Anyway, I am looking forward to getting back to Oz and seeing my (in some cases sick) kids again.  It’s been a good trip, and one that has given me some good memories, but for now, I’m glad it’s over.

Japan – Days 2 to about 5

Japanese Panadol - perhaps...OK, so I lost track of how many days I’ve been here.  I’ll cover the major events and see how we go from there…  Tuesday arrived, delivering to me the worst headache I’ve had in a long time.  Of course, it would have helped if I’d brought some Panadol.  Note to self…  I spent a long day at the office (until about 6pm, to make up for the fact that I left at 4 on Monday due to a timezone issue…) nursing my head.  On the way back to the hotel, I dropped into a 7-11 style store, and spent some small amount of time trying to communicate to the man behind the checkout that my head hurt and I needed something for it.  After much effort, I eventually got something that looked kind of like what I wanted.  At least, it said “Pain / Fever Reliever” on  side – the ONLY English words on the box other than the brand.

It's Coke Jim, but not as we know itSpeaking of pain relief, the lack of good cofVarious cans...fee here has forced me to look elsewhere for my caffeine fix.  Coke is available here in all shapes and sizes – quite literally.  On the left is one sample from a vending machine.  Screw top, 300ml bottle made of… wait for it… aluminium!  They also have Coke in more ‘normal’ style cans, although a bit elongated.  These come in at least two sizes, 250ml and something larger (haven’t seen it close up).   On the right is the 250ml can, along with a couple other interesting cans in the hotel fridge: orange juice (still, not sparkling) and coffee.  Iced coffee.  Possibly black iced coffee.  Yes, this is a strange place…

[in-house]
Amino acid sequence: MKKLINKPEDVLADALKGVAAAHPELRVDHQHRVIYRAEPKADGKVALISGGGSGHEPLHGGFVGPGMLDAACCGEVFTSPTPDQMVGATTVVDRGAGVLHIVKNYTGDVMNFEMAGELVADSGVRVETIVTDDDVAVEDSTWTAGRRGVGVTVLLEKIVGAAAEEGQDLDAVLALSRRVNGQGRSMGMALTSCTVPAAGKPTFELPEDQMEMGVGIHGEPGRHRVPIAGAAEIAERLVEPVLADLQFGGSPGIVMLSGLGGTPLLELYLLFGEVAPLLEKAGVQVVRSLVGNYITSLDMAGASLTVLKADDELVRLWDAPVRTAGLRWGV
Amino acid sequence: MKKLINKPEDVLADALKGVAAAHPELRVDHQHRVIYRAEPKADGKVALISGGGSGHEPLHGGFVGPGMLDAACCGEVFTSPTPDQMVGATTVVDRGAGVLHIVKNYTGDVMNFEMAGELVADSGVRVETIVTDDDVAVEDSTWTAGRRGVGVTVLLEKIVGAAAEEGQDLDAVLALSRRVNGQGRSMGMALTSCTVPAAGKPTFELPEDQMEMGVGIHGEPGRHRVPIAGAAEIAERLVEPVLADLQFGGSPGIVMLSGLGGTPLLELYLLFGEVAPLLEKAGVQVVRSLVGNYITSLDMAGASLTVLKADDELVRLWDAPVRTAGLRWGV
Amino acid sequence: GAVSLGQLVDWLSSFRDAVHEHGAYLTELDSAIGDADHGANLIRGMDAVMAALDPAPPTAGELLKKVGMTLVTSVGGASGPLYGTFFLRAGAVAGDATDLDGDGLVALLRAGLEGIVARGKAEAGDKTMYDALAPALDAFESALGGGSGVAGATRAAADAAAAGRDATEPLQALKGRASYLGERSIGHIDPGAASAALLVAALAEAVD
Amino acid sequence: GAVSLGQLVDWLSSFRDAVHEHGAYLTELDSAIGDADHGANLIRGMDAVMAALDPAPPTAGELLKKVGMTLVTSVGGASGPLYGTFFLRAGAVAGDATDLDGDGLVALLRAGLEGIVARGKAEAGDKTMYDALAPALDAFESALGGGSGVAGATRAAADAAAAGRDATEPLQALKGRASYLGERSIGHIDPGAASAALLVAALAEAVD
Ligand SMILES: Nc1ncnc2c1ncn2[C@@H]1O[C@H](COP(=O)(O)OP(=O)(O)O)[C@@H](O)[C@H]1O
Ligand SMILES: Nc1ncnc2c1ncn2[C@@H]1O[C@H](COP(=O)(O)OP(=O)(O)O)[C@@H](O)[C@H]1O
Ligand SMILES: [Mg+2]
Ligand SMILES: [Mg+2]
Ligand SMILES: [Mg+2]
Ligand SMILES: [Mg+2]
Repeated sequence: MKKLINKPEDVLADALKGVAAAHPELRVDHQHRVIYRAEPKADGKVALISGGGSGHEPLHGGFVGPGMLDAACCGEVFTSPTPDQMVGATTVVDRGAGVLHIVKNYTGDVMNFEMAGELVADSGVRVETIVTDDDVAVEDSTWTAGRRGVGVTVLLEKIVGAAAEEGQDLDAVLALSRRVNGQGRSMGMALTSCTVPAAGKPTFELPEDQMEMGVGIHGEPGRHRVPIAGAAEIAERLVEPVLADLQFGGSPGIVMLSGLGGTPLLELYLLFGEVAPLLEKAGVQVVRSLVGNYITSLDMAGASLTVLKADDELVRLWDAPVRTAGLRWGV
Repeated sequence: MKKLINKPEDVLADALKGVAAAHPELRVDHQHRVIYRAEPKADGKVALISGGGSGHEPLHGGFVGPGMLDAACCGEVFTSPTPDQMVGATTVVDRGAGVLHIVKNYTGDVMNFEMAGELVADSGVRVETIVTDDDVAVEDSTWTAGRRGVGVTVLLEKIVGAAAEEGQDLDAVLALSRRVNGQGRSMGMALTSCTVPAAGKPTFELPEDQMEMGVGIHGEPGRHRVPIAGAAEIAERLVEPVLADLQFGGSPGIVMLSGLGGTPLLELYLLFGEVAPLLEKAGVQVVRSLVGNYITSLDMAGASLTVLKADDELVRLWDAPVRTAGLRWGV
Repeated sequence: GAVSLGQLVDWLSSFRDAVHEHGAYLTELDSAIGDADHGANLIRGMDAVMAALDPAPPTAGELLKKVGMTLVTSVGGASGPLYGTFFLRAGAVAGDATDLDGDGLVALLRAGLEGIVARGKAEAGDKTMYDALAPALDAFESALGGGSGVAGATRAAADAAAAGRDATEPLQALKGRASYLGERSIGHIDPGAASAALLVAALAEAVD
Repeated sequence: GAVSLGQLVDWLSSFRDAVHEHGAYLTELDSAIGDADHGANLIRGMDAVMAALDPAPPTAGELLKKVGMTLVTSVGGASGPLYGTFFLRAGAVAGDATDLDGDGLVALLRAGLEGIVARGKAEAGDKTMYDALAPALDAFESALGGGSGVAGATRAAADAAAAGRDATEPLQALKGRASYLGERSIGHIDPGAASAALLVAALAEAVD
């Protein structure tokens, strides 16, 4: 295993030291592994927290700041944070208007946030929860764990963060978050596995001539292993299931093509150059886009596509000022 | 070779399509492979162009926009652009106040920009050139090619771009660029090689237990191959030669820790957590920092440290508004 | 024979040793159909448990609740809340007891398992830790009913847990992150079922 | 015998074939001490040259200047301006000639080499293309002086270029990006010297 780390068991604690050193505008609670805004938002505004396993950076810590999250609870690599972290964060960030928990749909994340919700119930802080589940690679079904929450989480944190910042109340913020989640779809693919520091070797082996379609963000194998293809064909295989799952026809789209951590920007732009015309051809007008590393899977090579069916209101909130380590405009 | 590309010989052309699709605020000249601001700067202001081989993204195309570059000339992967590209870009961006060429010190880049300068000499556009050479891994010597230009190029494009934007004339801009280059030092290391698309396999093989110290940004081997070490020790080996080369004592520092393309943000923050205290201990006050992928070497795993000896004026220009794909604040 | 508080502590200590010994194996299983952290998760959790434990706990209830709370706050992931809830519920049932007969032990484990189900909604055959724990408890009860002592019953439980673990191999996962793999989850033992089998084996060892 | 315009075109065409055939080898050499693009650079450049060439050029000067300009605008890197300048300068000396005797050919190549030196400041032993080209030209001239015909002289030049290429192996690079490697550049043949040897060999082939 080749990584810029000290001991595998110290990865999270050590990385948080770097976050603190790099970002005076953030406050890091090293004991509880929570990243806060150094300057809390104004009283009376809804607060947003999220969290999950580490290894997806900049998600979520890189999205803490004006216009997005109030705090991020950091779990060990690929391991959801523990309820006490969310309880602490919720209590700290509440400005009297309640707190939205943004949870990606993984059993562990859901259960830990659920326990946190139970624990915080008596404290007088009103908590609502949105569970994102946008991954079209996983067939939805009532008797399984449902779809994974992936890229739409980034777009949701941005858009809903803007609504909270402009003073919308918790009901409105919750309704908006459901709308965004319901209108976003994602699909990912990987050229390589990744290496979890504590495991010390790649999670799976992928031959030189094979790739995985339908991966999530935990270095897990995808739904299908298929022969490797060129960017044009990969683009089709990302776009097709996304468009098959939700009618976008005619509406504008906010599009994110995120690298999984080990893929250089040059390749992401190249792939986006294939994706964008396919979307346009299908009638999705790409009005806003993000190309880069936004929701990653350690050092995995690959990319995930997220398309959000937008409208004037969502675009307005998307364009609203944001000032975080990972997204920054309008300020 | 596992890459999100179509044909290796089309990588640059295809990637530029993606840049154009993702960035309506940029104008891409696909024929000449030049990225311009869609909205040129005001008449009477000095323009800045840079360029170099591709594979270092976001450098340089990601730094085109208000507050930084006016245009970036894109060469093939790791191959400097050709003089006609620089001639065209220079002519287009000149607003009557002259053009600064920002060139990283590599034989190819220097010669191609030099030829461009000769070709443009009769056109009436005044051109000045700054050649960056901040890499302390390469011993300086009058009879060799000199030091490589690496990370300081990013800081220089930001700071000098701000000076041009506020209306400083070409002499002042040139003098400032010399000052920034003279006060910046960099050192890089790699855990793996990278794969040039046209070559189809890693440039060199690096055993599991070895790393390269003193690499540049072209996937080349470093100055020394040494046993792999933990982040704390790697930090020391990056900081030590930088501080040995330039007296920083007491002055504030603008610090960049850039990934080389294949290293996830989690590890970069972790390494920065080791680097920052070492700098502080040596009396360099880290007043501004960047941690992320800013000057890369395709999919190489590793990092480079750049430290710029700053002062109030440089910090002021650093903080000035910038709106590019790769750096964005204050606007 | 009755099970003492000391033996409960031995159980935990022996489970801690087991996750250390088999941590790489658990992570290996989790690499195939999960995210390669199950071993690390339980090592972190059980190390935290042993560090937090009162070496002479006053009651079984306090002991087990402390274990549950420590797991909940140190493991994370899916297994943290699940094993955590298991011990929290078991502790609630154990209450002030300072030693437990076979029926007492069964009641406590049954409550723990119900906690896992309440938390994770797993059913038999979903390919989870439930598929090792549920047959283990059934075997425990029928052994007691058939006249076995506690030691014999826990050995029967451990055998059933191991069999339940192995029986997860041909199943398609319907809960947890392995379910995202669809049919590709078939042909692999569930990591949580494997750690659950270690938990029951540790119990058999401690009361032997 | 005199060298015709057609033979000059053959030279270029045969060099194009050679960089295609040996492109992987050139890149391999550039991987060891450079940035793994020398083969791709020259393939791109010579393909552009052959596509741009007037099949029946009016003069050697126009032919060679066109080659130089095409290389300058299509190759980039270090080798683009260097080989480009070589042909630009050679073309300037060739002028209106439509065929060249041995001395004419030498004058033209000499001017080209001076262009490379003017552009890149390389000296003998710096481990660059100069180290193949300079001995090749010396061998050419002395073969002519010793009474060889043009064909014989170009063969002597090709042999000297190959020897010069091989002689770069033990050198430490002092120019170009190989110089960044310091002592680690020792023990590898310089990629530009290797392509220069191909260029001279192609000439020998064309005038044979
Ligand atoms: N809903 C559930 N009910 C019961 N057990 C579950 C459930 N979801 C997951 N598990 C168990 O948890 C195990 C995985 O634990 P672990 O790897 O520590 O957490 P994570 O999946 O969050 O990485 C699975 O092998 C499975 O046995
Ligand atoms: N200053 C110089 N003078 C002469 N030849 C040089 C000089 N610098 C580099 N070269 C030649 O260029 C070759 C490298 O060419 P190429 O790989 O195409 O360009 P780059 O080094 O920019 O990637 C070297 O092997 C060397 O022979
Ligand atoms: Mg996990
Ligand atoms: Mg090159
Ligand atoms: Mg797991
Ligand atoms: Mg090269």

Today (Thursday), I managed to take the afternoon off to slip in a bit of sight seeing.  I caught the train into Kyoto and walked down to the Imperial Palace.  For today, I’ll leave you with a smattering of images from this trip.  Enjoy.